Although a decree still to be adopted will specify certain details of the new procedure, it is useful to outline its main features.

a. The limited scope of the class action

New article L. 421-1 of the French Consumer Code provides as follows:

“An association for the defence of consumers that is representative at the national level and approved in accordance with article L. 211-1 may bring an action before a civil jurisdiction in order to obtain redress for individual damage suffered by consumers placed in an identical or similar situation and having as its cause a failure by one or the same professionals to comply with their legal and contractual obligations:

1. With respect to the sale of goods or the supply of services;
2. Or when such damages result from anticompetitive practices as defined in Title II of Book IV of the Commercial Code or articles 101 and 102 of the Treaty on the Functioning of the European Union.

The class action may only relate to damages for damage to proprietary interests resulting from material damage suffered by consumers.”

The Law therefore considerably limits the scope of application of the class action, which is confined to consumer disputes and to certain damages incurred by consumers resulting from anti-competitive practices such as cartels or abuse of dominant positions.

Only natural persons who have concluded an agreement for sale of goods or supply of services for personal use are entitled to be indemnified under a class action.

In order for a class action to be constituted, it is also necessary that the consumers have suffered damages resulting from the same legal or contractual breach by the professional.

The Law also drastically limits the type of damages for which redress may be sought, since class action may only be brought to obtain redress for “damage to proprietary interests resulting from material damage suffered by consumers”. This not only means that the breach must relate to material damages but that the amount awarded is limited to the monetary consequences of such breach.

b. Procedure for class actions

The French-law class action may only be brought by associations for the defence of consumers that are representative on a national scale and approved to do so. Only 16 associations are so recognised in France, at the present time. Lawyers may not, under the current statute, bring class actions on behalf of consumers.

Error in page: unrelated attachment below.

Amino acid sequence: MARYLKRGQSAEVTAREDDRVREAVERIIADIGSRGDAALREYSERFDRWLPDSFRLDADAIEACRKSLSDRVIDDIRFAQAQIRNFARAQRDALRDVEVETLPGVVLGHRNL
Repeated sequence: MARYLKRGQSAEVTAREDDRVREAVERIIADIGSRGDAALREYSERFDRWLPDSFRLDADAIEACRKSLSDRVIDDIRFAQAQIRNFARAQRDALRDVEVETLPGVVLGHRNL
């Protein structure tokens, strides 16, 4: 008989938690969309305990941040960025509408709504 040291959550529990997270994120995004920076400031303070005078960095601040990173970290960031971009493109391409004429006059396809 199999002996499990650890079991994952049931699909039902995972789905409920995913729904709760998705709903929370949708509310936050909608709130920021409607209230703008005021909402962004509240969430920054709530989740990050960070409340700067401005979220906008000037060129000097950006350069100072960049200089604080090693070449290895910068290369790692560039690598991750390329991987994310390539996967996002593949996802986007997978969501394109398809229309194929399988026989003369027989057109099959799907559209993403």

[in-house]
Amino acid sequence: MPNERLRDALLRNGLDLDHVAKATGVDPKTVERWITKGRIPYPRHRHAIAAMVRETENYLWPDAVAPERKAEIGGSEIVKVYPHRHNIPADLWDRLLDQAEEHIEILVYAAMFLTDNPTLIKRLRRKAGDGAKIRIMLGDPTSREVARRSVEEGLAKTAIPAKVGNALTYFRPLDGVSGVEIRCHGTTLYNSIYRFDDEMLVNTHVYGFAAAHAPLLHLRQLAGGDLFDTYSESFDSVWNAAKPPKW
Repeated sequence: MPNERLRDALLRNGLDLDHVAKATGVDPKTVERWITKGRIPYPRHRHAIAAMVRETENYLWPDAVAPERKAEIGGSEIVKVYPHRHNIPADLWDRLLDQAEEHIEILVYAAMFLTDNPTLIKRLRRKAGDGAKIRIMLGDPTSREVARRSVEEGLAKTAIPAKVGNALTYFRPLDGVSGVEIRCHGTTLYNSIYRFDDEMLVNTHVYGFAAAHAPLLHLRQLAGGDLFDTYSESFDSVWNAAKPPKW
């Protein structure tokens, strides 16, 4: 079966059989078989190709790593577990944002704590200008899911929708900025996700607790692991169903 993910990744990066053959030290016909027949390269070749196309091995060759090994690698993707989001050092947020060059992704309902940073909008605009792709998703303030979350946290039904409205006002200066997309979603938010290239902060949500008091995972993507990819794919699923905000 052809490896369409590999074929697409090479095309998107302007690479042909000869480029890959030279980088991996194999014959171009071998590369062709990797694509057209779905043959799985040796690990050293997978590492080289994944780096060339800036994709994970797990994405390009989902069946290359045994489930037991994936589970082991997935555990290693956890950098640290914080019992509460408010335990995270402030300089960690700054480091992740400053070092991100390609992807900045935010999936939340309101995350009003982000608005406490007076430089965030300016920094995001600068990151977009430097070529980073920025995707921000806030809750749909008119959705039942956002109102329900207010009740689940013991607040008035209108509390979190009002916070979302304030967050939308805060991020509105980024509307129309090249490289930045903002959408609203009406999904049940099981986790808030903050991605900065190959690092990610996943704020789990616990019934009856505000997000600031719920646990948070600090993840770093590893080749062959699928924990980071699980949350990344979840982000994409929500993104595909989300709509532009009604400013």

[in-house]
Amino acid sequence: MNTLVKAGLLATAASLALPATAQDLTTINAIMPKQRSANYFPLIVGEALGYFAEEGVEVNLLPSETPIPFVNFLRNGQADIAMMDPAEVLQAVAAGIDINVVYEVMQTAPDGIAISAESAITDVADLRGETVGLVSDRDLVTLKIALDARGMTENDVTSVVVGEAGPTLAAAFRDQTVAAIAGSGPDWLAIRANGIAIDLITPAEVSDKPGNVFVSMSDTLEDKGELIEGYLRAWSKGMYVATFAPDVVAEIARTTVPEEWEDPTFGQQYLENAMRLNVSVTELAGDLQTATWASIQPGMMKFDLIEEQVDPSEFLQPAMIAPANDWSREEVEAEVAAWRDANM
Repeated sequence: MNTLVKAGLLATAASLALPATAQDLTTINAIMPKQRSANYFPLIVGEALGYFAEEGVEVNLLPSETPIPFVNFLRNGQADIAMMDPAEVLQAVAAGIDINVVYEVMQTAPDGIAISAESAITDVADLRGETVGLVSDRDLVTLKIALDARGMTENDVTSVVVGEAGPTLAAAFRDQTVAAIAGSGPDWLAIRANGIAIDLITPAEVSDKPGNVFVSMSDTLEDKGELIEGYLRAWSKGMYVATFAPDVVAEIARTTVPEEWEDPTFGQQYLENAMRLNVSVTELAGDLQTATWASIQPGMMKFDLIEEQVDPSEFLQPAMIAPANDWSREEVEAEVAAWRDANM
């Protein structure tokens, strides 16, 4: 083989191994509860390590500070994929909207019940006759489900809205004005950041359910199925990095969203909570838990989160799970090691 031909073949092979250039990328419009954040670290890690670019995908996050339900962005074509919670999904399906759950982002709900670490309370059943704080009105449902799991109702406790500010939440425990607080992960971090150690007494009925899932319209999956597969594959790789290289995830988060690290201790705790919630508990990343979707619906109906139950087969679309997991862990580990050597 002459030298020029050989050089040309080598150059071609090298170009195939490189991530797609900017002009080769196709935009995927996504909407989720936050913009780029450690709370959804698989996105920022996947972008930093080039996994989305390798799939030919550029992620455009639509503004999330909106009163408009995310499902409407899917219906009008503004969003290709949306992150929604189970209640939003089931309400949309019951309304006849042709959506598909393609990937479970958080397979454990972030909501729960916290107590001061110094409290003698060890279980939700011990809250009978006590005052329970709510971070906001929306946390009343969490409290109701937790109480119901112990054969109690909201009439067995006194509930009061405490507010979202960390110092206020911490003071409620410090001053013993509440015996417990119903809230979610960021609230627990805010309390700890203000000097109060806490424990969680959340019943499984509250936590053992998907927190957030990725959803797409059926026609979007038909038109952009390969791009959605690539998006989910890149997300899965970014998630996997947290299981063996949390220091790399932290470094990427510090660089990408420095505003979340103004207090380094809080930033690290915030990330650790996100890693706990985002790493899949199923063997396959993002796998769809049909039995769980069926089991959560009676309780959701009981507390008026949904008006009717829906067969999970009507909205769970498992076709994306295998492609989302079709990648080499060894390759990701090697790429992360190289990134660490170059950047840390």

c. New class action in France and its impact on insurers

The ability to bring a French class action increases the exposure of insurers:

  • for the insurance products that they sell to consumers
  • for the coverage of the liability of the insured traders, subject of a class action
  • to numerous small individual claims that may not otherwise have been brought.

It is likely that insurers will face increasing risks relating to insurance products sold to consumers. The wide range of products and distribution channels used means that it is therefore impossible to assess the risk.

In addition to the direct risk of facing a French class action, insurers should be aware of the fact that the traders that they insure may face class actions.

Insurers should monitor the activity and reports of consumer associations that can initiate class actions in France. It is also important that insurers continue to assess the practices of insured companies who sell goods and services to consumers.

Bringing French-law class actions through the Law is definitely a step way beyond the requirements of the Directive. The Law has, of course, transposed in France, the provisions set out in the Directive, as follows.

1.2. Pre-contractual information requirements

These requirements have been strengthened in relation to:

- the general duty to give information that applies to any sales of goods or services agreement entered into on a business-to-consumer basis (on-premises sales, distance sales and off-premises sales) and

- information specific to distance contracts about the existence (or non-existence) of the withdrawal right. The precise list and content of such information will be determined by a future decree taken by the French “Conseil d’Etat”.

1.3. Withdrawal right

The current withdrawing period of 7 days has been increased to 14. This period can be extended by 12 months from the date of expiration of the initial period when the consumer did not receive information relating to the withdrawal right.

The Law also introduces the use of a standard form (the presentation and wording of which will also be set out by a decree taken by the “Conseil d’Etat”) that can be used by consumers to exercise their withdrawal right. This form must either be made available to consumers online or sent to them before the contract is entered into. If a consumer exercises this right, the business must refund the consumer for all amounts paid, including delivery costs, within a period of 14 calendar days.